*Corresponding author: Science Didactics Department, University of Tartu, 46 Vanmurse Street,Tartu, 51014 Estonia. Email: kpata@ut.ee

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    paper deals with reasoning processes in the network-based synchronous collabora-tive learning environment with modelling aids: hypothetical-predictive inductivereasoning, model-based inductive reasoning, and model-based deductive reasoning.The influence of different model-based reasoning on the structure of problem repre-sentations in the genetics domain is studied.

    The Nature of Reasoning Processes

    One theory that explains the general nature of reasoning processes is the theory ofmental models (Johnson-Laird, 1983; Johnson-Laird & Byrne, 1991). The theoryclaims that reasoning is a semantic process of model construction and manipulationin working memory. Johnson-Laird uses the three-stage processing schema forexplaining the reasoning mechanism. In the initial model-construction stage, themental model sets are constructed of separate entities, their properties, andstructural and causal relationships between them. In the conclusion-formulationstage, the inconsistent models are eliminated and consistent ones are joined informing the integrated model. At the final conclusion-validation stage, the personmust look for alternative models that might falsify the conclusion. Accordingly,peoples ability to think and solve problems in a domain depends on the quality ofunderlying mental models for that domain, which they are able to run (Gentner &Gentner, 1983). As several types of reasoning exist, it is also necessary to know whatthe influence of different types of reasoning processes on the development of mentalmodels might be.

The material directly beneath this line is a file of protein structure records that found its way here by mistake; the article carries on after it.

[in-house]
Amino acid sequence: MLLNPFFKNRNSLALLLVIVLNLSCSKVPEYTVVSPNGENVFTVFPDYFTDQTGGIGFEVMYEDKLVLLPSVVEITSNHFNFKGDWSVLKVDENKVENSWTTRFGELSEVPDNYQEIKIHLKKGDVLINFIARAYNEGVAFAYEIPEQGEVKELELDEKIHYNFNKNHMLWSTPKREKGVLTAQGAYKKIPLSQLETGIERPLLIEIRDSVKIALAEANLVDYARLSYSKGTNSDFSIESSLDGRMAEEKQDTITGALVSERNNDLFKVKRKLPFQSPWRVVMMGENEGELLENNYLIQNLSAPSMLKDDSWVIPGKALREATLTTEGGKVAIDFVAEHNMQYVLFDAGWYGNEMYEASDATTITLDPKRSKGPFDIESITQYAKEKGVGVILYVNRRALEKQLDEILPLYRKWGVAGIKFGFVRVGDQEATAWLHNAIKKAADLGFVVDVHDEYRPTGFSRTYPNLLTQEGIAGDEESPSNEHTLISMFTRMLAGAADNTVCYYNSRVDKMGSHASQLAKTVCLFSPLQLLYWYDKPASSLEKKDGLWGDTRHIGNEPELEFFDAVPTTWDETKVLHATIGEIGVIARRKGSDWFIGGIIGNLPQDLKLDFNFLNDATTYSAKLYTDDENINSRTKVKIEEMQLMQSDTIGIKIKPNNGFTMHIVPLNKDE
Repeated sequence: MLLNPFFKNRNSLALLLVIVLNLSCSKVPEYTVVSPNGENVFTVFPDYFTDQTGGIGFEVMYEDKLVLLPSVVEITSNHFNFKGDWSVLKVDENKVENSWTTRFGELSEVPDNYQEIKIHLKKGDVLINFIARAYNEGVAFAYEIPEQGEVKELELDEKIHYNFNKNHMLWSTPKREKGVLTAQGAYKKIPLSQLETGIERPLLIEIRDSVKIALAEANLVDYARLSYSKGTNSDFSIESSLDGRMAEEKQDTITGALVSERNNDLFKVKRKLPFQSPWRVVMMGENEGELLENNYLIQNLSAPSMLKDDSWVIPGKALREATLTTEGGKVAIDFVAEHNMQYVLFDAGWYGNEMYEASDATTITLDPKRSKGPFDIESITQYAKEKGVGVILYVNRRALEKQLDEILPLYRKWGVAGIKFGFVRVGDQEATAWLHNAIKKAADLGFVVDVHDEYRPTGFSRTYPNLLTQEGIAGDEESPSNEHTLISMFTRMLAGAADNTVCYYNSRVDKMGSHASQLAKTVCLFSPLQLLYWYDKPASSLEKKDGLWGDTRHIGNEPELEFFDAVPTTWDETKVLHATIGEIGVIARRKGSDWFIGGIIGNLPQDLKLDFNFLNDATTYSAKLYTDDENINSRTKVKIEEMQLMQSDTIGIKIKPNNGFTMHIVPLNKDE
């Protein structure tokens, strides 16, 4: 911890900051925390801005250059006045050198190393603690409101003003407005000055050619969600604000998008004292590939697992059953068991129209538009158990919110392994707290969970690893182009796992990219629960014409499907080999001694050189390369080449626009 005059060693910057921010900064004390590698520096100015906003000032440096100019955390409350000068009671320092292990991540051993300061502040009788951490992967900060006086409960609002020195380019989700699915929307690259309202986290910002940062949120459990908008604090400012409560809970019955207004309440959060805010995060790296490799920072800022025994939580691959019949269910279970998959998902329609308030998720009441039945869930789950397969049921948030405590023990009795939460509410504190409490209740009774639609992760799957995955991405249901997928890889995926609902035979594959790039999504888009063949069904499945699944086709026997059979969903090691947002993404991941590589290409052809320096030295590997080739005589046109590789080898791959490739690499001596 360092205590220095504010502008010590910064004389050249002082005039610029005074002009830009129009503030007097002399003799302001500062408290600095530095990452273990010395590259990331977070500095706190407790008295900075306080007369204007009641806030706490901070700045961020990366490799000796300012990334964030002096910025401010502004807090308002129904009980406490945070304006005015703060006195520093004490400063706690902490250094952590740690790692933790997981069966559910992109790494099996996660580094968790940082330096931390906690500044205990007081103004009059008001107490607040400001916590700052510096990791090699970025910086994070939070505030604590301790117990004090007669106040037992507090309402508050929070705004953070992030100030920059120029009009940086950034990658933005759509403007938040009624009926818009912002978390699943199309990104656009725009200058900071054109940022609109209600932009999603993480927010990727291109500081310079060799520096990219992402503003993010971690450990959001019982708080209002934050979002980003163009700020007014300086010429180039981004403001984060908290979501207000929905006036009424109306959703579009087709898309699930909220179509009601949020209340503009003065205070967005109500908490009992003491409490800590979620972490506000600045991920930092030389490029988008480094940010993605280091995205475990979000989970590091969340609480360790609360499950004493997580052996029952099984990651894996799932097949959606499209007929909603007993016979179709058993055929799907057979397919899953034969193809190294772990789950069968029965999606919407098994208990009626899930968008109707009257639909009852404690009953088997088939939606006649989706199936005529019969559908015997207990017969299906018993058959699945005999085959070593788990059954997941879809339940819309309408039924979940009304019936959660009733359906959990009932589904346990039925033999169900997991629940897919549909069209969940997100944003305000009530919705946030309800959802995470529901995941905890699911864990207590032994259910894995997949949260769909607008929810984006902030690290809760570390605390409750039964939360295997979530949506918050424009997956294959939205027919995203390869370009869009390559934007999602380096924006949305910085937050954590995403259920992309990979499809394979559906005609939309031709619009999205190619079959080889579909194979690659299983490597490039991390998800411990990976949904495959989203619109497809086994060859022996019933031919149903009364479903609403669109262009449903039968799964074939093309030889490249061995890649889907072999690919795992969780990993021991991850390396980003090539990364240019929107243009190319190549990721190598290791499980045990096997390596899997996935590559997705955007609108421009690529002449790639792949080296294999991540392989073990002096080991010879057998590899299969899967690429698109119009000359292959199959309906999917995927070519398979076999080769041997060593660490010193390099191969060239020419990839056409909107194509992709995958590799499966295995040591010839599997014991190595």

Several variations of inductive and deductive reasoning have been applied inscience lessons. In inductive reasoning, starting from maximally probable premisesand using correct inductive logic, one should arrive at most probable conclusions(Magnani & Nersessian, 2004). According to Romeyn (2004), the input for induc-tive reasoning includes a data set, usually consisting of observations, and possiblysome further assumptions; and the output may consist of predictions or generalstatements, where predictions concern unobserved singular states of affairs, andgeneral statements, such as empirical generalizations, concern universal states ofaffairs.

    Two main ways of practising the inductive reasoning in learning situations are thehypothetical-predictive approach (Lavoie, 1999) and the theory-supported approach(Wynne, Stewart, & Passimore, 2001). Hypothetical-predictive reasoning should bepreferable when starting new conceptual topics. According to Lavoie, hypothetical-predictive reasoning is an important thinking skill enhancing problem-solving,stimulating peer-group discussion and logical argumentation, increasing studentsmotivation, revealing prior knowledge, making students aware that a variety of opinionsare held by peers, and facilitating conceptual change. In hypothetical-predictive reason-ing, after observing some patterns, the students will be activating different knowledgefrom long-term memory, constructing separate sets of mental representations thatmight give hypothetical explanations to the phenomena. The final explanations willremain hypothetical and not supported by strong theory. In other cases, students gain